Is Bellevue the new Vancouver?
For decades, people have wondered what Bellevue would be when it grew up. Would it simply be an affluent "Greater Seattle" neighborhood? A Twin City, a suburban St. Paul to Seattle's Minneapolis? Would it be the Anaheim of an Eastside Orange County? The San Jose of the Silicon Forest?
In the '90s, it was identified as part of a new entity, the Edge City, where under-the-radar urbanization was shaping a new kind of suburban economic powerhouse. As skyscrapers rose across Lake Washington, they raised vague questions in the minds of Seattleites about the upstart of Pugetopolis: What's happening over there?
It turns out, a great deal. Bellevue set a course to be a grown-up city, and took a huge step by finally approving the route for East Link light rail through downtown, new infrastructure that will expand and re-shape Bellevue dramatically. The city now has a central park, expanded retail and office space, vastly increased density, a huge downtown population of young people. If its downtown still feels somewhat sterile, the overall picture is of a city that is definitely headed for a post-suburban some place.
The most significant change since the 1990s is that the city is now more racially and ethnically diverse than Seattle itself. The population shift is due largely to immigration. As Eric Scigliano reported in his recent story "The Eastside Express Lane to the American Dream," by 2010 "More than 30 percent of Bellevue and Redmond's populations were immigrants, up from 13 percent in 1990--a larger share than Seattle's 17 percent." That near tripling of the foreign immigrants' share of the population is increasing. To give an idea, Bellevue's 98007 zip code, which includes the Crossroads and West Lake Hills, is 43.8 percent foreign born, matching Seattle's south end 98108 zip code (South Beacon Hill, Georgetown) with 44 percent. The immigrants are of all races and such stats certainly put to rest the image of Bellevue as Blandview.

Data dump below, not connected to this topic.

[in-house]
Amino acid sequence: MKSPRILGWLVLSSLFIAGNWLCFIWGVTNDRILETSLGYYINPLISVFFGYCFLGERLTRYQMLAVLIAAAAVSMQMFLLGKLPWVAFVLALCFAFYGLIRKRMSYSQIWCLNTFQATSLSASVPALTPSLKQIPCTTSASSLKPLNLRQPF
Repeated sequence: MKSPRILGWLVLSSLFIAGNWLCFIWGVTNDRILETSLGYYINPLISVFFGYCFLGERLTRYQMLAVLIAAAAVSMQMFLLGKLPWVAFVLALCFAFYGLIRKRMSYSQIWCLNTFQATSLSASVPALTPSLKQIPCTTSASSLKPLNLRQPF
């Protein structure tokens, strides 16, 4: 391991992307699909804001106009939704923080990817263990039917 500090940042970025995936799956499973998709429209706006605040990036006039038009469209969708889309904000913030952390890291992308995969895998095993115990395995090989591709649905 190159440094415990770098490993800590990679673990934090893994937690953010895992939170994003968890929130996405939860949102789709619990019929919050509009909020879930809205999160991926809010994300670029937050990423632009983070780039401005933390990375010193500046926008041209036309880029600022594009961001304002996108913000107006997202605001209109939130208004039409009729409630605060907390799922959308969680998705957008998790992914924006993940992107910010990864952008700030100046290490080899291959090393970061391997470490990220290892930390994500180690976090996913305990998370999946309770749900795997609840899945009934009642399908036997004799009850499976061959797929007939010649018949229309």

Crosscut and Seattle Magazine recently co-sponsored a panel discussion in downtown Bellevue on Eastside immigration, and one thing that emerged in the discussion was that the reality and vision of Bellevue has gone from one based mainly on affluence to a future city that is more truly a mixing of peoples from around the world drawn to Bellevue by great schools and high-tech jobs that are transforming the old white-bread culture of the Eastside. As a result, the aspirational models for Bellevue are now higher than a rainy version of Anaheim or suburban echo. If Seattle's first settlers called their city, "New York Alki," meaning "New York, Someday," Bellevueites like Mayor Conrad Lee, a Chinese immigrant himself, can legitimately start thinking in terms of a city evolving towards being a new Vancouver, or even San Francisco, both cities cited during our panel discussion.
Vancouver is closer and perhaps more relevant, though all major West Coast cities are being shaped by Pacific proximity. The Eastside's immigrants, like Vancouver's, include many affluent and well-educated people from Asia. They seem to have brought a kind of entrepreneurial energy that captures the classic spirit of communities determined to improve their lot. This goes beyond the Chinese. One of our panelists, Natasha Savage, founder of the Eastern European American Chamber of Commerce, half-jokingly warned the mayor of Medina, one of the region's wealthiest enclaves, that the Russians would soon be coming to his neighborhood.
The scale of change in Vancouver, however, is even beyond the impressive leaps of the Eastside, and gives a hint at what could be in Bellevue's future. An analysis of Vancouver's demographic course predicts that not only will the metro area's white population be a minority by 2031 but that only one out of four Vancouverites then will even have a grandparent who was born in Canada. Sixty percent of the metro area's population will be non-white, most from China, South Asia, the Philippines, Korea or West Asia. The report is based on trends and birthrates, but the internationalizing of Vancouver that we've witnessed since Expo '86 only seems to be accelerating, and the impact is almost unprecedented in North America, says the Vancouver Sun.